367,499 applied for 43,717 medicine slots –JAMB report
About 367,499 candidates applied for the 43,717 slots available in Medicine Departments in Nigerian universities for the 2022 Unified Tertiary Matriculations Examination conducted by the Joint Admissions and Matriculation Board.
According to data obtained from JAMB, the highest percentage of candidates for the examination chose Medicine as their first choice for course of study in universities.
Reports has it that JAMB is a Nigerian entrance examination board for tertiary-level institutions. The board conducts entrance UTME for prospective undergraduates into Nigerian universities.
No fewer than 1.8 million candidates sat for the 2022 UTME/Direct Entry examinations conducted by the admission body.
According to the 2022 statistics recently released by the board, 367,499 candidates applied for medicine while only 43,717 slots exist.
It was also revealed that 231,907 applied for social science courses despite that only 93,277 slots are available while 204,734 applied for science-related courses despite 132,796 vacancies.
Further breakdown also revealed that 81,653 applied for Law-related courses despite 8,529 vacancies; 103,891 students applied for technology-related courses with 60,199 vacancies; 72,014 applied for courses under Arts and Humanities despite 48,744 vacancies.
However, JAMB noted that fewer candidates applied for Agriculture and Education-related courses despite the huge vacancies existing in the faculties.
For instance, despite 111,601 vacancies existing for Education courses in all Nigerian universities, only 53,612 candidates applied.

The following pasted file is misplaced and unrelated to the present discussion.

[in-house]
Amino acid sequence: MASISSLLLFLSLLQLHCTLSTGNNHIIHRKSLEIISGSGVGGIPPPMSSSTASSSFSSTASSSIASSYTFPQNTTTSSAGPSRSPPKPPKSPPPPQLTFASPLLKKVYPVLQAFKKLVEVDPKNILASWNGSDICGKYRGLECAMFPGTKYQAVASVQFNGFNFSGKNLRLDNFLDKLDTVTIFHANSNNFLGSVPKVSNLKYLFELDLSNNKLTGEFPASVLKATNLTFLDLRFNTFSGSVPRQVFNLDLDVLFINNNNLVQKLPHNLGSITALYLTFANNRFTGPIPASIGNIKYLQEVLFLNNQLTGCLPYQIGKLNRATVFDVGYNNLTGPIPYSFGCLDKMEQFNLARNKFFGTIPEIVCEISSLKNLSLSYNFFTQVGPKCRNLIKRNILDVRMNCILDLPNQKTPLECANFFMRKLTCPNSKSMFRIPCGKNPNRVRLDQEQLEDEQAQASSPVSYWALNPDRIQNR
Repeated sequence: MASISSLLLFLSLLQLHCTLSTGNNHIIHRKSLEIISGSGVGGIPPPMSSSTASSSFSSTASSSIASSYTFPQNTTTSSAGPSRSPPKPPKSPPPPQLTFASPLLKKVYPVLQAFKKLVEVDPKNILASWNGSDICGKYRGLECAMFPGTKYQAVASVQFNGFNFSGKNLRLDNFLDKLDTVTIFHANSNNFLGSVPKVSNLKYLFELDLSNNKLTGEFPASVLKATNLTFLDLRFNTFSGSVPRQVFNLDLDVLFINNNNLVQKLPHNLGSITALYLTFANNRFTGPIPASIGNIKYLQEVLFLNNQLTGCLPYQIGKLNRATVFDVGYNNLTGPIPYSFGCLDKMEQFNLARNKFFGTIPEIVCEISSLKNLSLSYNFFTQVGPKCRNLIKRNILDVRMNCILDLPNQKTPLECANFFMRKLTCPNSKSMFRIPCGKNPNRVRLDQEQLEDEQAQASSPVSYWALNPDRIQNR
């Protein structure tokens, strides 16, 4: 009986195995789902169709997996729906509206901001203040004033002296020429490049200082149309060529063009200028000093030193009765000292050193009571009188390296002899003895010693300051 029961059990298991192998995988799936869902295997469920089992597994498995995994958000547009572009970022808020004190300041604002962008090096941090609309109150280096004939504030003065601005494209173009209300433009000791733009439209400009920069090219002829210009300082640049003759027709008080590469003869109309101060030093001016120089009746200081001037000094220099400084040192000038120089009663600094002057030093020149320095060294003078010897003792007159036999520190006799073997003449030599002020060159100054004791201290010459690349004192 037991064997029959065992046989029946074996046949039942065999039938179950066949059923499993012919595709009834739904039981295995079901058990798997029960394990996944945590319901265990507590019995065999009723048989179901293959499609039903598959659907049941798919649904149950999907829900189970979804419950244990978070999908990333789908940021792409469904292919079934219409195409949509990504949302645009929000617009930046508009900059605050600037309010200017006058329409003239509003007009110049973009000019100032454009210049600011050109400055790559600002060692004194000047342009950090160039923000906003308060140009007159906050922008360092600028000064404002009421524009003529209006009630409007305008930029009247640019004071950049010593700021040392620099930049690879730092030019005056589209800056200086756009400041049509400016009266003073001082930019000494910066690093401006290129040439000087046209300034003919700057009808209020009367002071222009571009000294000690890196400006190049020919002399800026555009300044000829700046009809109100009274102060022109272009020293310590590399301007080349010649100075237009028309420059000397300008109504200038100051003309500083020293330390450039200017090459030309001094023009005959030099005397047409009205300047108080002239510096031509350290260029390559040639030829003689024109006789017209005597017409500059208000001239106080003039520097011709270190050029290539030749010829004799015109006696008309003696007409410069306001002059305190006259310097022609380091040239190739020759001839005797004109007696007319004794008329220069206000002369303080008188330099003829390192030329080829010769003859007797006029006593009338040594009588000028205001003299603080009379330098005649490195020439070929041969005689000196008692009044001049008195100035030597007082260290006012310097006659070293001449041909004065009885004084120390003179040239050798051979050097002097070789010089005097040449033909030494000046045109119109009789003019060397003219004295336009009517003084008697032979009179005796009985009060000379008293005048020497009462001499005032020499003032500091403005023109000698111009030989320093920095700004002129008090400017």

The board also noted that 21,568 applied for Agriculture despite the country’s universities having 31,217 vacancies.
Our correspondent learnt that the board’s Registrar, Prof Ishaq Oloyede, raised the issue when he met with the Minister of Education, Adamu Adamu; and heads of agencies as part of the board’s policy meeting in Abuja last Thursday.
“Look at Medicine for instance, we had 367,499 for vacancy of 43,717 which means we only have vacancy of 11.90 per cent for those that applied.
“Same thing with Social Science, but when you come to Education, you have 53,000 applicants for position of over 100,000 which means that even if you admit all those who applied for Education even if they don’t have the qualifications, we still have vacancies. That is why for such persons, if only they have their O’level results, they get admitted.
“The UTME is a factor of inadequacy in syntax of number. If we have enough vacancies, we will probably not have UTME. Same thing with agriculture, Agric is even worse than education,” Oloyede reportedly said at the meeting.
Commenting on the development, the Programme Director, Reform Education Nigeria, Ayodamola Oluwatoyin, stressed the need for proper sensitisation of students at secondary school level.
Oluwatoyin said, “We live in an age when it doesn’t matter your course of study. What matters are the required skills. There used to be a time when people used to think that if you are not a doctor or a nurse, you won’t be successful. This is not right, these days we have people venturing into tech jobs among others.
“Another factor is the unequal distribution of jobs across sectors. These days, people believe that once you study Education, you will end up as a teacher in one private school or if you study Agriculture, you won’t get a proper job.
“The government itself needs to set the pace to ensure that there is investment in every sector. When you invest in Agriculture, Education and there are good jobs, you will see that applicants will continue to apply and it will reduce this imbalance we are looking at.”